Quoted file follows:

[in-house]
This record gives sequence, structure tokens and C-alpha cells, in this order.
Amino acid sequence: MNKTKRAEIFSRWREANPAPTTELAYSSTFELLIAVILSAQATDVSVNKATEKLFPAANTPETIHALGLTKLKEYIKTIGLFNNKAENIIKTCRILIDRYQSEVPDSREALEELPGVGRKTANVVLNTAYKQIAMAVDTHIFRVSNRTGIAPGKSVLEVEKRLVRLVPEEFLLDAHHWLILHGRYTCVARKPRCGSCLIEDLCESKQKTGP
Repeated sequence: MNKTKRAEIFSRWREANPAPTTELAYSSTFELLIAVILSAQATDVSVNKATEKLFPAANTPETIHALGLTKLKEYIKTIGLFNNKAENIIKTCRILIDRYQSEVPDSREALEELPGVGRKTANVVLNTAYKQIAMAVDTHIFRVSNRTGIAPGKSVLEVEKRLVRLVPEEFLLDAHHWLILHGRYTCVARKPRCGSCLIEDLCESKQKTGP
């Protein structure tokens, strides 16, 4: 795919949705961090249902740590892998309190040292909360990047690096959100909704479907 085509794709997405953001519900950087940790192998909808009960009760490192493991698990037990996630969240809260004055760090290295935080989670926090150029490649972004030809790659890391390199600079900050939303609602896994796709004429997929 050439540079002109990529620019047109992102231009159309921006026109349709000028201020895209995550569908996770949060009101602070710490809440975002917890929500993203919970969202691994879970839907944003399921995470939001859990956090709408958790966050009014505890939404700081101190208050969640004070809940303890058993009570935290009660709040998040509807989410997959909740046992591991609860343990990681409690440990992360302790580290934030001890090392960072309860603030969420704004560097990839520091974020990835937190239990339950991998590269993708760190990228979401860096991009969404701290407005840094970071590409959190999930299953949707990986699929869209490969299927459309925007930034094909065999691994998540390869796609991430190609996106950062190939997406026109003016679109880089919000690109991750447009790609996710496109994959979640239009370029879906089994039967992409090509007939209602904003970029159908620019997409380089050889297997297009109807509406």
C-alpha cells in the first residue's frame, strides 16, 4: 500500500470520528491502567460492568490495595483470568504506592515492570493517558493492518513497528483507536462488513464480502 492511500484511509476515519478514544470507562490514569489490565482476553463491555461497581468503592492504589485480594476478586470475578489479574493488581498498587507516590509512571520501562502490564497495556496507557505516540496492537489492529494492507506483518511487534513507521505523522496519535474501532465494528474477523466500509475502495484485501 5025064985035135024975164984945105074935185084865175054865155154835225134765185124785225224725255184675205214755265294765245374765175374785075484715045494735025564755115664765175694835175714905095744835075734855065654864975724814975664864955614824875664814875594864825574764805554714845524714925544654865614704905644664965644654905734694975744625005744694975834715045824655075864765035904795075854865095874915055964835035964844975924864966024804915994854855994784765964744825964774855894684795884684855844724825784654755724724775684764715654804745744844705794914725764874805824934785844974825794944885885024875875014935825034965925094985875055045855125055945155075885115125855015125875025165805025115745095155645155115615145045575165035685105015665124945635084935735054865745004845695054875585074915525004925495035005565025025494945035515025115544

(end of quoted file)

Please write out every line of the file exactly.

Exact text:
[in-house]
This record gives sequence, structure tokens and C-alpha cells, in this order.
Amino acid sequence: MNKTKRAEIFSRWREANPAPTTELAYSSTFELLIAVILSAQATDVSVNKATEKLFPAANTPETIHALGLTKLKEYIKTIGLFNNKAENIIKTCRILIDRYQSEVPDSREALEELPGVGRKTANVVLNTAYKQIAMAVDTHIFRVSNRTGIAPGKSVLEVEKRLVRLVPEEFLLDAHHWLILHGRYTCVARKPRCGSCLIEDLCESKQKTGP
Repeated sequence: MNKTKRAEIFSRWREANPAPTTELAYSSTFELLIAVILSAQATDVSVNKATEKLFPAANTPETIHALGLTKLKEYIKTIGLFNNKAENIIKTCRILIDRYQSEVPDSREALEELPGVGRKTANVVLNTAYKQIAMAVDTHIFRVSNRTGIAPGKSVLEVEKRLVRLVPEEFLLDAHHWLILHGRYTCVARKPRCGSCLIEDLCESKQKTGP
């Protein structure tokens, strides 16, 4: 795919949705961090249902740590892998309190040292909360990047690096959100909704479907 085509794709997405953001519900950087940790192998909808009960009760490192493991698990037990996630969240809260004055760090290295935080989670926090150029490649972004030809790659890391390199600079900050939303609602896994796709004429997929 050439540079002109990529620019047109992102231009159309921006026109349709000028201020895209995550569908996770949060009101602070710490809440975002917890929500993203919970969202691994879970839907944003399921995470939001859990956090709408958790966050009014505890939404700081101190208050969640004070809940303890058993009570935290009660709040998040509807989410997959909740046992591991609860343990990681409690440990992360302790580290934030001890090392960072309860603030969420704004560097990839520091974020990835937190239990339950991998590269993708760190990228979401860096991009969404701290407005840094970071590409959190999930299953949707990986699929869209490969299927459309925007930034094909065999691994998540390869796609991430190609996106950062190939997406026109003016679109880089919000690109991750447009790609996710496109994959979640239009370029879906089994039967992409090509007939209602904003970029159908620019997409380089050889297997297009109807509406």
C-alpha cells in the first residue's frame, strides 16, 4: 500500500470520528491502567460492568490495595483470568504506592515492570493517558493492518513497528483507536462488513464480502 492511500484511509476515519478514544470507562490514569489490565482476553463491555461497581468503592492504589485480594476478586470475578489479574493488581498498587507516590509512571520501562502490564497495556496507557505516540496492537489492529494492507506483518511487534513507521505523522496519535474501532465494528474477523466500509475502495484485501 5025064985035135024975164984945105074935185084865175054865155154835225134765185124785225224725255184675205214755265294765245374765175374785075484715045494735025564755115664765175694835175714905095744835075734855065654864975724814975664864955614824875664814875594864825574764805554714845524714925544654865614704905644664965644654905734694975744625005744694975834715045824655075864765035904795075854865095874915055964835035964844975924864966024804915994854855994784765964744825964774855894684795884684855844724825784654755724724775684764715654804745744844705794914725764874805824934785844974825794944885885024875875014935825034965925094985875055045855125055945155075885115125855015125875025165805025115745095155645155115615145045575165035685105015665124945635084935735054865745004845695054875585074915525004925495035005565025025494945035515025115544